Men’s Hockey: Concordia Defeat Toronto 4-3 in Comeback Win
Stingers Score Four Unanswered Goals After Falling 3-0 in First Period
On paper, the Concordia Stingers men’s hockey team should dominate the University of Toronto’s Varsity Blues. While the latter toils at the bottom of USports with only one win out of 17 games, the Stingers are competing for the number one spot in the East Division of the Ontario University Athletics.
Therefore, it came as a surprise to watch Marc-Andre Element’s team down by three goals at the end of the first period at Ed Meagher arena on Friday night.
“We gave them too many good scoring chances,” he said. “Guys were not sharp in the first period. […] We were not prepared mentally, we were not ready to compete in the first.”
While the Stingers rallied to win the game 4-3 in regulation, it did look like the Varsity Blues were going to get their second win of the season and their first of 2017 for much of the first period. With only six shots on goal after 20 minutes of play, Toronto was opportunistic after second-year forward Aidan Wallace scored twice and then one from Ryan Kirkup.
“They’re not a team that should be one and 16,” said Stingers captain Olivier Hinse, who scored the game-tying and winning goals. “They’re a better team than they are on paper.”
The Stingers, who led the first period in shots on goals 10-6, missed the net on several occasions and were defensively sloppy at times, often finding themselves behind the play.
Newcomer and back-up goaltender Marc-Antoine Turcotte, who made his season debut against Royal Military College on Jan. 4 with a 7-1 victory, was pulled and replaced by Philippe Cadorette in the second period.
However, both Element and Hinse defended the rookie goaltender.
“I told him it was not his fault,” said Element. “He’s gonna bounce back for sure.”
“Turcotte did a really good job, for sure,” said Hinse. “It’s hard to play two games […] when you haven’t played the whole first part of the season.”
While Concordia took the first period off, it was Toronto who lost sight of their game plan in the second period, when the Stingers started putting more pressure on Varsity Blues’ goaltender Andrew Hunt. The home team capitalized on a power-play midway through the period when Anthony De Luca made a cross-ice pass to Philippe Sanche who shot a one-timer from the left face-off circle.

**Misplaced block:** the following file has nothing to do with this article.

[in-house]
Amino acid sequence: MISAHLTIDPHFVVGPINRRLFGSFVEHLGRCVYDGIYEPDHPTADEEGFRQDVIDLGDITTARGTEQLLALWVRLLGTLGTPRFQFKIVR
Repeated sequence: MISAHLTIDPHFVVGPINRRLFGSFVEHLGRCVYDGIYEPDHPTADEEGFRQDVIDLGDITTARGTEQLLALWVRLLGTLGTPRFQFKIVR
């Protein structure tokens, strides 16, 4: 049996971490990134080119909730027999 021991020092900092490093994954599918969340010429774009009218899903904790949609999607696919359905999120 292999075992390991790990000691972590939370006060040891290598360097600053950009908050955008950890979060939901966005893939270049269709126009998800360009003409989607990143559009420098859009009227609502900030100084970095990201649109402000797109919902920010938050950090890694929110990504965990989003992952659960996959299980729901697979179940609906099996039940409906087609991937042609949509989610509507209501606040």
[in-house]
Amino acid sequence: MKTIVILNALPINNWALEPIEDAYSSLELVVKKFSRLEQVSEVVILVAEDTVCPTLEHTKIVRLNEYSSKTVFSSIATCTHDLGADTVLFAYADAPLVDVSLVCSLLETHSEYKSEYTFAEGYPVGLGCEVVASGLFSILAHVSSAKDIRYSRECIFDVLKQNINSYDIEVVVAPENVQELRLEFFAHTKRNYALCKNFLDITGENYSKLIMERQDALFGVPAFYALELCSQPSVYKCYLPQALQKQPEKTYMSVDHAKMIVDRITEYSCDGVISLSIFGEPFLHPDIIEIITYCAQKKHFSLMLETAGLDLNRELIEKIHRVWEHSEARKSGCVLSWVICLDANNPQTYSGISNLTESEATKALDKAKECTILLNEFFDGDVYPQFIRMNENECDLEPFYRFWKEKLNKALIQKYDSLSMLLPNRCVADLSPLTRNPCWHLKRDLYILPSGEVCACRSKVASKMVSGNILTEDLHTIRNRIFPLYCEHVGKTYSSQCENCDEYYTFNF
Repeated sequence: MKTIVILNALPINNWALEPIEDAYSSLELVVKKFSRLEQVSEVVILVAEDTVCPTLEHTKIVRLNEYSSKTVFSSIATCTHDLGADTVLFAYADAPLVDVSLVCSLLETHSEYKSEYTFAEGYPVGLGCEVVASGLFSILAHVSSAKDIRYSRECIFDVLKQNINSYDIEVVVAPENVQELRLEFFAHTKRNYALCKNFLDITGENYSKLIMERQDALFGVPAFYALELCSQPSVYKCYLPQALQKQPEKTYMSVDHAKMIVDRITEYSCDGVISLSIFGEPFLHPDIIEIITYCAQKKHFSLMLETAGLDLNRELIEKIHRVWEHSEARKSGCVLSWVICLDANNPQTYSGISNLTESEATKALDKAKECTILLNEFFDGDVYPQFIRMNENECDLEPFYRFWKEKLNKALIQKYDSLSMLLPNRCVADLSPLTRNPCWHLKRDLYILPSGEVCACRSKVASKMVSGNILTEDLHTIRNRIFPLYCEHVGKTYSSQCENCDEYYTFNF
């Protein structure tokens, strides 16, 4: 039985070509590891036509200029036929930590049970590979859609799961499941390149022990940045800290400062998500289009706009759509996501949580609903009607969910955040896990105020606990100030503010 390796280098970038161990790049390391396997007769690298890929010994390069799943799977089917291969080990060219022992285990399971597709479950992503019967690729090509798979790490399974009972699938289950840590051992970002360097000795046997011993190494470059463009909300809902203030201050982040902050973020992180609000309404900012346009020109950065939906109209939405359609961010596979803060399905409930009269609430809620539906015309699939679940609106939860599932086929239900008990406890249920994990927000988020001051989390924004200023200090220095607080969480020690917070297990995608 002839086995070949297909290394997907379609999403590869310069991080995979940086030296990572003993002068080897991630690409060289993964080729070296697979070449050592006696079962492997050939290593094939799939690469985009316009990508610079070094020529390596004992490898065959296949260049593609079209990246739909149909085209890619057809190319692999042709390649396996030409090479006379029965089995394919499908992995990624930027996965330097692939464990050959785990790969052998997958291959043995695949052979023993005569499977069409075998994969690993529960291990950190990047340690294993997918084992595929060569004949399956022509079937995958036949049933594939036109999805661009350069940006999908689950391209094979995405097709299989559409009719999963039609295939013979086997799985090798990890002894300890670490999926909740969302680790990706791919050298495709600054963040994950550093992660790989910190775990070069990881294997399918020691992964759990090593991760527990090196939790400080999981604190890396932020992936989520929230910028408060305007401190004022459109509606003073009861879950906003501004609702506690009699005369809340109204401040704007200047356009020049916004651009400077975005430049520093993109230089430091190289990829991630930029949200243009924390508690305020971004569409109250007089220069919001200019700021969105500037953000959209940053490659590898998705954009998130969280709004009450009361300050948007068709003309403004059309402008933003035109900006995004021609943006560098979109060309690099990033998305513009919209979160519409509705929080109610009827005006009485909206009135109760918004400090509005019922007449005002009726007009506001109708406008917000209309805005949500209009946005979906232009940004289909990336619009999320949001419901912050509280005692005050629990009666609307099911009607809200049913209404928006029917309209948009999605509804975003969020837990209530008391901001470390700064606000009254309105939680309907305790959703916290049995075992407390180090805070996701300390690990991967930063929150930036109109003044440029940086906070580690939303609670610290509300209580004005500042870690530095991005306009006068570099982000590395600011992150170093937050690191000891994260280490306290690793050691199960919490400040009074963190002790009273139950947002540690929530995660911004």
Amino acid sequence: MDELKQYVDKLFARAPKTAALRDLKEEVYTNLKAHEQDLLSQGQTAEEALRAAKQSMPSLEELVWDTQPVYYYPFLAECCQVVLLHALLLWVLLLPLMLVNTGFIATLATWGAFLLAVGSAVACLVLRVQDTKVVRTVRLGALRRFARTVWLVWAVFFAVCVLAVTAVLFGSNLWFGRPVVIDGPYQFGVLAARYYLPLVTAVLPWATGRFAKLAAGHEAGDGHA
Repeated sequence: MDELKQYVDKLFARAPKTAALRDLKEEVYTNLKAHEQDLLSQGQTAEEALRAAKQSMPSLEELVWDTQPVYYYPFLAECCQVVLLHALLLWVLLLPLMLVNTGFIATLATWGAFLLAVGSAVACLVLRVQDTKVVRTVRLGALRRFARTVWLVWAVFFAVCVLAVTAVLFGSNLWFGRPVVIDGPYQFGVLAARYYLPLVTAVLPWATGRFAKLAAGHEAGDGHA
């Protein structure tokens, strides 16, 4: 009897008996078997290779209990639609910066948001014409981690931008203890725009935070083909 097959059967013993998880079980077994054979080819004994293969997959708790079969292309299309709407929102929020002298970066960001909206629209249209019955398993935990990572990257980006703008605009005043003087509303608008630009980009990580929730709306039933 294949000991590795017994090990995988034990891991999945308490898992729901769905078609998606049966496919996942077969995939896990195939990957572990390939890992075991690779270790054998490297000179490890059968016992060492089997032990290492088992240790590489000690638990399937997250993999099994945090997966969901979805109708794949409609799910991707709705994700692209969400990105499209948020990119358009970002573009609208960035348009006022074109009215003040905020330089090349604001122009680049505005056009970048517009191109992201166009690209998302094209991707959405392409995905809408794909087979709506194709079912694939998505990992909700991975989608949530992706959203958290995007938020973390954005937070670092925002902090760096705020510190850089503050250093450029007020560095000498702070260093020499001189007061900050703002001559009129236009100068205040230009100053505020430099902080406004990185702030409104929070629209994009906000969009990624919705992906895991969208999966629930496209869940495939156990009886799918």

While indiscipline hasn’t been much of an issue for the Stingers this season, Concordia took three penalties in the second period. Six-foot-three defenseman Mickael Beauregard, who is also a second-half addition to the team, was sent to the penalty box for charging with five minutes left in the period.
However, the penalty kill benefitted Concordia. Second-year forward Charles-Eric Legare rushed down the left side, out skating Varsity Blues defenders as he came out in front of Hunt and defeated him glove side to reduce the goal gap to one.
At 3-2, there was a clear momentum change on the ice. While Toronto fought back in the third period, trying to preserve their one-goal lead, Hinse ruined his opponent’s plans by scoring his 15th and 16th goals of the season. Now, two games back into the season, the fifth-year captain has five points in two games.
“I was anxious to start 2017 on the right foot,” he said. “It’s my last year. I’m kinda sad and excited at the same time. I love our team.”
After blowing their three-goal lead, Toronto’s head coach Darren Lowe acknowledged that special teams made the difference in the end.
“They scored a power-play goal and short-handed goal,” he said. “I thought in third period, we started to play well again, the shots were almost even. In the end, it was a one shot difference in the game.”
He also added that his team’s inability to play all three periods, which has been an issue for Toronto throughout season, was a factor in their loss.
After facing off against the Western Division’s worst team, Concordia will have to switch gears as they are set to face the number one ranked team in that same division, the Ryerson Rams, on Saturday night.
While the Stingers got away with only playing 40 minutes of the game, Hinse knows his team cannot afford to take any time off once the puck drops at 7:30 p.m. at Ed Meagher arena.
“We’re ready for them,” he said. “They’re not first for nothing. You can’t start like the way we started tonight. That’s the main thing we’re gonna say tomorrow. We gotta play 60 minutes.”
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